Mock Test #2 – Highway Code Knowledge

Driver's Mock Test #2 - Highway Code Knowledge

#1: When driving down a long steep hill your brakes may become less effective. What is the usual cause of this?

Brake fade is usually caused by a build-up of heat in the braking surfaces. It occurs most often during high performance driving or when going down a long, steep hill. It is more prevalent in drum brakes. Disc brakes are more resistant to brake fade.

Remember, do not apply the brakes continuously, as they may overheat and become less effective.

Highway code rule: 117.

#2: You have just passed this hazard. Why should you test your brakes?

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Going through water will affect your brakes. You should dry them by applying light brake pressure at low speed. Proceed at normal speeds when you are sure your brakes are working properly.

A Try your brakes sign is often installed on the exit side of a ford. The Ford sign is used at all fords, even those which dry up in summer.

#3: You are on a motorway. There are red flashing lights above the central reservation. In this situation you must:

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Signals situated on the central reservation apply to all lanes. If red lights flash on a signal in the central reservation or at the side of the road, you MUST NOT go beyond the signal in any lane.

Highway code rules: 256, 258.

#4: You are driving on a one-way street and wish to overtake a vehicle ahead. You may pass:

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Traffic could pass on either side.

Highway code rule: 143.

#5: When a pedestrian is taking time to cross the road, you should:

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Be courteous and allow pedestrians plenty of time to cross. Do not harass them by revving your engine or edging forward.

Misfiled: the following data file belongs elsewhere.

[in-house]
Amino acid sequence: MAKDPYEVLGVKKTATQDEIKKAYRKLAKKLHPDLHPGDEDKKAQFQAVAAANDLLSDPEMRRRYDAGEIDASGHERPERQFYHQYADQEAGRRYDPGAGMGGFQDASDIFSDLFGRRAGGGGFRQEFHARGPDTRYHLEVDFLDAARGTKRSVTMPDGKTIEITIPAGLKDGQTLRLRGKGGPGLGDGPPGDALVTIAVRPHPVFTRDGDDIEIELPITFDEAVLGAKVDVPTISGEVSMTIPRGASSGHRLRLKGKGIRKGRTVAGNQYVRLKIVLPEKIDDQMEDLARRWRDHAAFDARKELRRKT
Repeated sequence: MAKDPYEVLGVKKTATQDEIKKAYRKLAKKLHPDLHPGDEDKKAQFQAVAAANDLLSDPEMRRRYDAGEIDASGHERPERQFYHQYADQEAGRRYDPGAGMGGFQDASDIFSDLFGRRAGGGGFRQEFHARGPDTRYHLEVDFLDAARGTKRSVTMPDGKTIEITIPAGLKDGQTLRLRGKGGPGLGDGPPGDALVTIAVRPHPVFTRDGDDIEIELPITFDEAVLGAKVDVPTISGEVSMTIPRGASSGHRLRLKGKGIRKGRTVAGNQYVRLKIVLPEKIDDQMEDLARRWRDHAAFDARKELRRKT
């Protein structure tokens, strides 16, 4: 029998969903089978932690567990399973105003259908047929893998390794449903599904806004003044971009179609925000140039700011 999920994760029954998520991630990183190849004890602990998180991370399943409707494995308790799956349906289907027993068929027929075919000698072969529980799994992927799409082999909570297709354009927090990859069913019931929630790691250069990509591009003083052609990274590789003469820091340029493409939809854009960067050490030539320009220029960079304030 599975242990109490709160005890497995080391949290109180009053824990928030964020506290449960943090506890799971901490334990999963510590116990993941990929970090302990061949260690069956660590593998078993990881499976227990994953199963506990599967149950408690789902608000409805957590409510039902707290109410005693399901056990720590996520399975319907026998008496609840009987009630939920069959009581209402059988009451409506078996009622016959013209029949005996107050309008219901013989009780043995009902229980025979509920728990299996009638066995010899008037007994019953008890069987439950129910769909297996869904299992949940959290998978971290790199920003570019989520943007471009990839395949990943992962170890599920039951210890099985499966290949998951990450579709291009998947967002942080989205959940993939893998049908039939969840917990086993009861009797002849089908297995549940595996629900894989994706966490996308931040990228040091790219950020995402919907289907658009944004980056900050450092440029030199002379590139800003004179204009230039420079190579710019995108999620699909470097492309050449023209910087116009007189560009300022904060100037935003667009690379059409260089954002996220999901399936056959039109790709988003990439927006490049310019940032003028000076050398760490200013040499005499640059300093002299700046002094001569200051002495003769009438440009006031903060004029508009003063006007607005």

Highway code rule: 194.

#6: What is the national speed limit for cars and motorcycles on a dual carriageway?

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National speed limits for cars and motorcycles are: 30 mph (48 km/h) in built-up areas, 60 mph (96 km/h) on single carriageways, and 70 mph (112 km/h) on dual carriageways and motorways.

Highway code rules: 124, 125.

#7: When overtaking a horse and rider you should

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When passing animals, drive slowly. Be particularly careful of horse riders and horse-drawn vehicles especially when overtaking. Always pass wide and slowly.

Highway code rules: 214, 215.

#8: When should you turn on your headlights during the day?

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When you cannot see others clearly you should turn on your headlights. Remember, you MUST use headlights when visibility is seriously reduced, generally when you cannot see for more than 100 metres (328 feet).

Highway code rules: 113, 226.

#9: The traffic ahead of you is slowing. You should:

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When traffic slows you should reduce the distance between you and the vehicle ahead to maintain traffic flow. Never get so close to the vehicle in front that you cannot stop safely. You should also leave enough space to be able to manoeuvre if the vehicle in front breaks down or an emergency vehicle needs to get past.

Highway code rule: 151.

#10: You plan to overtake a large vehicle. A motorcyclist cuts in and fills the gap. You should:

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If someone overtakes and pulls into the gap in front of you, it is best to adjust speed and drop back, maintaining a safe gap to the vehicle in front. Speeding up or driving unpredictably is dangerous. Never sound your horn aggressively and unless there is a danger.

Highway code rule: 168.

#11: Why should you slow down when you approach this level crossing?

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Driving at speeds too fast for the road and traffic conditions is dangerous. You should always reduce your speed when:
  • The road layout or condition presents hazards, such as bends.
  • Sharing the road with pedestrians, cyclists and horse riders, particularly children, and motorcyclists.
  • Weather conditions make it safer to do so.
  • Driving at night as it is more difficult to see other road users.


Highway code rule: 125.

#12: When approaching another vehicle from behind at night you should: